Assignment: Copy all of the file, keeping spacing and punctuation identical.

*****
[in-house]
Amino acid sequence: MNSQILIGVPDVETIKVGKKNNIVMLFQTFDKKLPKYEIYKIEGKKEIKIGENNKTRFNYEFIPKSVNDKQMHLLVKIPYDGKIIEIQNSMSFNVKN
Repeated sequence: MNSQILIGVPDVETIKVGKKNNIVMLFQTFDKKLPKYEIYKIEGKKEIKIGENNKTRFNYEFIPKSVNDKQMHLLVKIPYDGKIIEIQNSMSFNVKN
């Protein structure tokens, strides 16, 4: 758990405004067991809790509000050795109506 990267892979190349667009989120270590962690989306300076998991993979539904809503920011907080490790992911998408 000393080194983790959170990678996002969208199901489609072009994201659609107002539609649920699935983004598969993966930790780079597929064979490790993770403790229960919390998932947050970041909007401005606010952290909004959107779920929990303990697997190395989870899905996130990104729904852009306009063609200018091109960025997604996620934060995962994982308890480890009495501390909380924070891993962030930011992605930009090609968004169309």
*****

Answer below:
[in-house]
Amino acid sequence: MNSQILIGVPDVETIKVGKKNNIVMLFQTFDKKLPKYEIYKIEGKKEIKIGENNKTRFNYEFIPKSVNDKQMHLLVKIPYDGKIIEIQNSMSFNVKN
Repeated sequence: MNSQILIGVPDVETIKVGKKNNIVMLFQTFDKKLPKYEIYKIEGKKEIKIGENNKTRFNYEFIPKSVNDKQMHLLVKIPYDGKIIEIQNSMSFNVKN
């Protein structure tokens, strides 16, 4: 758990405004067991809790509000050795109506 990267892979190349667009989120270590962690989306300076998991993979539904809503920011907080490790992911998408 000393080194983790959170990678996002969208199901489609072009994201659609107002539609649920699935983004598969993966930790780079597929064979490790993770403790229960919390998932947050970041909007401005606010952290909004959107779920929990303990697997190395989870899905996130990104729904852009306009063609200018091109960025997604996620934060995962994982308890480890009495501390909380924070891993962030930011992605930009090609968004169309």